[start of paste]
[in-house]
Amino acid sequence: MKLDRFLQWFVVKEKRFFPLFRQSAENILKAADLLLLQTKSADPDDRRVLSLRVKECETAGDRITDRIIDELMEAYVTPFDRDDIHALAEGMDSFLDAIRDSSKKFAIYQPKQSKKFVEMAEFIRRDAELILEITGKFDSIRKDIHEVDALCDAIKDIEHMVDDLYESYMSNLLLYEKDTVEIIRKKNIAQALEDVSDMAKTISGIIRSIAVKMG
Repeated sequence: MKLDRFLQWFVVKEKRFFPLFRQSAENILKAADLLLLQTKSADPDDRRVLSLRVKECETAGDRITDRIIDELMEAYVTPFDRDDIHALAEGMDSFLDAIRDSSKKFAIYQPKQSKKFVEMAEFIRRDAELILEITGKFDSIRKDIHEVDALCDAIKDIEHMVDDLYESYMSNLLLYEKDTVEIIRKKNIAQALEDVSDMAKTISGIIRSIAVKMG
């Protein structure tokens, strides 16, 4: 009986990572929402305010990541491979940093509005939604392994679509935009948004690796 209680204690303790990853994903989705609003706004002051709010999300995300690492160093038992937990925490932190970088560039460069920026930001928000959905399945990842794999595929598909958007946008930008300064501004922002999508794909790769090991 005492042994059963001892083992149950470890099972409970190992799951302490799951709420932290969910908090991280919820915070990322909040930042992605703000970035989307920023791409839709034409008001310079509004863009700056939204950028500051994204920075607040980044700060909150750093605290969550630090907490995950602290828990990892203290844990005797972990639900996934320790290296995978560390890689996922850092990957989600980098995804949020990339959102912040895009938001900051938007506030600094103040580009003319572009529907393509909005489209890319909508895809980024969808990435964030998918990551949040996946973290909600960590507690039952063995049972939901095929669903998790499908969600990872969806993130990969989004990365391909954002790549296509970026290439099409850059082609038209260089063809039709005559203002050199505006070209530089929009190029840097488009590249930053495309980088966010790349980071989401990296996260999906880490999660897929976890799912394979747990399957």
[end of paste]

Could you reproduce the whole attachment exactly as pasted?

[in-house]
Amino acid sequence: MKLDRFLQWFVVKEKRFFPLFRQSAENILKAADLLLLQTKSADPDDRRVLSLRVKECETAGDRITDRIIDELMEAYVTPFDRDDIHALAEGMDSFLDAIRDSSKKFAIYQPKQSKKFVEMAEFIRRDAELILEITGKFDSIRKDIHEVDALCDAIKDIEHMVDDLYESYMSNLLLYEKDTVEIIRKKNIAQALEDVSDMAKTISGIIRSIAVKMG
Repeated sequence: MKLDRFLQWFVVKEKRFFPLFRQSAENILKAADLLLLQTKSADPDDRRVLSLRVKECETAGDRITDRIIDELMEAYVTPFDRDDIHALAEGMDSFLDAIRDSSKKFAIYQPKQSKKFVEMAEFIRRDAELILEITGKFDSIRKDIHEVDALCDAIKDIEHMVDDLYESYMSNLLLYEKDTVEIIRKKNIAQALEDVSDMAKTISGIIRSIAVKMG
């Protein structure tokens, strides 16, 4: 009986990572929402305010990541491979940093509005939604392994679509935009948004690796 209680204690303790990853994903989705609003706004002051709010999300995300690492160093038992937990925490932190970088560039460069920026930001928000959905399945990842794999595929598909958007946008930008300064501004922002999508794909790769090991 005492042994059963001892083992149950470890099972409970190992799951302490799951709420932290969910908090991280919820915070990322909040930042992605703000970035989307920023791409839709034409008001310079509004863009700056939204950028500051994204920075607040980044700060909150750093605290969550630090907490995950602290828990990892203290844990005797972990639900996934320790290296995978560390890689996922850092990957989600980098995804949020990339959102912040895009938001900051938007506030600094103040580009003319572009529907393509909005489209890319909508895809980024969808990435964030998918990551949040996946973290909600960590507690039952063995049972939901095929669903998790499908969600990872969806993130990969989004990365391909954002790549296509970026290439099409850059082609038209260089063809039709005559203002050199505006070209530089929009190029840097488009590249930053495309980088966010790349980071989401990296996260999906880490999660897929976890799912394979747990399957």